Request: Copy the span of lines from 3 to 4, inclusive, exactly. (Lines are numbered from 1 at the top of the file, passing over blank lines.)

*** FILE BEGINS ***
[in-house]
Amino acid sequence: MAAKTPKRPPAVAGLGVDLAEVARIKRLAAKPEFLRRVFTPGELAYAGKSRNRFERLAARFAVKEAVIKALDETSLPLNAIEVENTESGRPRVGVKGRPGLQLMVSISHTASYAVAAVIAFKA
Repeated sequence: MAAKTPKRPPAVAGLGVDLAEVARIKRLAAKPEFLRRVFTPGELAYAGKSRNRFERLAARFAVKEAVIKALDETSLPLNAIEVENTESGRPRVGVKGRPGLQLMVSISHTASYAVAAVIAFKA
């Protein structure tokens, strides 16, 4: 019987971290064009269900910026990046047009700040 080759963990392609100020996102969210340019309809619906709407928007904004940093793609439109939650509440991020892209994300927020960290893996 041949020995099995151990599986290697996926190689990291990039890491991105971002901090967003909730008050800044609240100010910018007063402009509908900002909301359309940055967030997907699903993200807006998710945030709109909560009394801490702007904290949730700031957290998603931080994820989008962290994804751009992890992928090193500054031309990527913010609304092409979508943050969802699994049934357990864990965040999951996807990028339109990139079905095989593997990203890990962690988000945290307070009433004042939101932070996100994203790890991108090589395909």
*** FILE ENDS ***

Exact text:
Repeated sequence: MAAKTPKRPPAVAGLGVDLAEVARIKRLAAKPEFLRRVFTPGELAYAGKSRNRFERLAARFAVKEAVIKALDETSLPLNAIEVENTESGRPRVGVKGRPGLQLMVSISHTASYAVAAVIAFKA
């Protein structure tokens, strides 16, 4: 019987971290064009269900910026990046047009700040 080759963990392609100020996102969210340019309809619906709407928007904004940093793609439109939650509440991020892209994300927020960290893996 041949020995099995151990599986290697996926190689990291990039890491991105971002901090967003909730008050800044609240100010910018007063402009509908900002909301359309940055967030997907699903993200807006998710945030709109909560009394801490702007904290949730700031957290998603931080994820989008962290994804751009992890992928090193500054031309990527913010609304092409979508943050969802699994049934357990864990965040999951996807990028339109990139079905095989593997990203890990962690988000945290307070009433004042939101932070996100994203790890991108090589395909």